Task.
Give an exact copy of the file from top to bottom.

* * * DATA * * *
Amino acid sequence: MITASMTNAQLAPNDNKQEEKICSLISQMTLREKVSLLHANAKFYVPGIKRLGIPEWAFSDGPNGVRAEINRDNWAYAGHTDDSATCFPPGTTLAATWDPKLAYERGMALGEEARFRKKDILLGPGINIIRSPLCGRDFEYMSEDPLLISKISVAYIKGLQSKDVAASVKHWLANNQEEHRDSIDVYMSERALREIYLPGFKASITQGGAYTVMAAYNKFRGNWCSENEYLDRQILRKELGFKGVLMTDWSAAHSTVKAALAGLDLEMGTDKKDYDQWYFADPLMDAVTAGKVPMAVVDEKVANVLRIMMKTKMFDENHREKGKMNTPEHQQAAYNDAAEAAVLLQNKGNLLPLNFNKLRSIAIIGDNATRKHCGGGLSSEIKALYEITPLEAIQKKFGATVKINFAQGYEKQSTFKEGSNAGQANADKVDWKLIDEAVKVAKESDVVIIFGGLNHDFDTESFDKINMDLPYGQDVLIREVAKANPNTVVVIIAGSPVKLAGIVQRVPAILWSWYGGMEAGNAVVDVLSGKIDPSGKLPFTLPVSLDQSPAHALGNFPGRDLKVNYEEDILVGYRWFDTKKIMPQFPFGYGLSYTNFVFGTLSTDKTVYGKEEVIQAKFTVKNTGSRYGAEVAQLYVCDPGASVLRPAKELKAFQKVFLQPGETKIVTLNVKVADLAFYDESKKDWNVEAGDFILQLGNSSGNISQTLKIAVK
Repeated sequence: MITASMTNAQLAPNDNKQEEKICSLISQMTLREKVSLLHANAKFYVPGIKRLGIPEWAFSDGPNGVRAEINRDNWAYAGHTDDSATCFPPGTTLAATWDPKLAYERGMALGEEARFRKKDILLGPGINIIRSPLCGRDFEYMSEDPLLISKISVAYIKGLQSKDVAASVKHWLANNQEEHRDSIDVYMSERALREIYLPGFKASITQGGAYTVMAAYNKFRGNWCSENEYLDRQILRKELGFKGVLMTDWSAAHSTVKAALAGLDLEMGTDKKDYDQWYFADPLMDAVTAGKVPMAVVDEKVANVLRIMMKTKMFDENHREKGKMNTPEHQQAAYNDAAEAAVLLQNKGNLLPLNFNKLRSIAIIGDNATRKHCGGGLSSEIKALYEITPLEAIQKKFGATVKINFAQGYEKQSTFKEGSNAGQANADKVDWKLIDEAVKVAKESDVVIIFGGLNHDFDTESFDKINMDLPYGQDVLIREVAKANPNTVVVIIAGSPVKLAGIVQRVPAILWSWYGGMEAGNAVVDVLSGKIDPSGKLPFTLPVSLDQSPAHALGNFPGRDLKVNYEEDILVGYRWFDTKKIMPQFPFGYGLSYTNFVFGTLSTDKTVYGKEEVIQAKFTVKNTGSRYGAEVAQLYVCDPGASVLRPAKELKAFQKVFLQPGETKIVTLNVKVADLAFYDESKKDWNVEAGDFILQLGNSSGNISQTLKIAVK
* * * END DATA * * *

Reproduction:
Amino acid sequence: MITASMTNAQLAPNDNKQEEKICSLISQMTLREKVSLLHANAKFYVPGIKRLGIPEWAFSDGPNGVRAEINRDNWAYAGHTDDSATCFPPGTTLAATWDPKLAYERGMALGEEARFRKKDILLGPGINIIRSPLCGRDFEYMSEDPLLISKISVAYIKGLQSKDVAASVKHWLANNQEEHRDSIDVYMSERALREIYLPGFKASITQGGAYTVMAAYNKFRGNWCSENEYLDRQILRKELGFKGVLMTDWSAAHSTVKAALAGLDLEMGTDKKDYDQWYFADPLMDAVTAGKVPMAVVDEKVANVLRIMMKTKMFDENHREKGKMNTPEHQQAAYNDAAEAAVLLQNKGNLLPLNFNKLRSIAIIGDNATRKHCGGGLSSEIKALYEITPLEAIQKKFGATVKINFAQGYEKQSTFKEGSNAGQANADKVDWKLIDEAVKVAKESDVVIIFGGLNHDFDTESFDKINMDLPYGQDVLIREVAKANPNTVVVIIAGSPVKLAGIVQRVPAILWSWYGGMEAGNAVVDVLSGKIDPSGKLPFTLPVSLDQSPAHALGNFPGRDLKVNYEEDILVGYRWFDTKKIMPQFPFGYGLSYTNFVFGTLSTDKTVYGKEEVIQAKFTVKNTGSRYGAEVAQLYVCDPGASVLRPAKELKAFQKVFLQPGETKIVTLNVKVADLAFYDESKKDWNVEAGDFILQLGNSSGNISQTLKIAVK
Repeated sequence: MITASMTNAQLAPNDNKQEEKICSLISQMTLREKVSLLHANAKFYVPGIKRLGIPEWAFSDGPNGVRAEINRDNWAYAGHTDDSATCFPPGTTLAATWDPKLAYERGMALGEEARFRKKDILLGPGINIIRSPLCGRDFEYMSEDPLLISKISVAYIKGLQSKDVAASVKHWLANNQEEHRDSIDVYMSERALREIYLPGFKASITQGGAYTVMAAYNKFRGNWCSENEYLDRQILRKELGFKGVLMTDWSAAHSTVKAALAGLDLEMGTDKKDYDQWYFADPLMDAVTAGKVPMAVVDEKVANVLRIMMKTKMFDENHREKGKMNTPEHQQAAYNDAAEAAVLLQNKGNLLPLNFNKLRSIAIIGDNATRKHCGGGLSSEIKALYEITPLEAIQKKFGATVKINFAQGYEKQSTFKEGSNAGQANADKVDWKLIDEAVKVAKESDVVIIFGGLNHDFDTESFDKINMDLPYGQDVLIREVAKANPNTVVVIIAGSPVKLAGIVQRVPAILWSWYGGMEAGNAVVDVLSGKIDPSGKLPFTLPVSLDQSPAHALGNFPGRDLKVNYEEDILVGYRWFDTKKIMPQFPFGYGLSYTNFVFGTLSTDKTVYGKEEVIQAKFTVKNTGSRYGAEVAQLYVCDPGASVLRPAKELKAFQKVFLQPGETKIVTLNVKVADLAFYDESKKDWNVEAGDFILQLGNSSGNISQTLKIAVK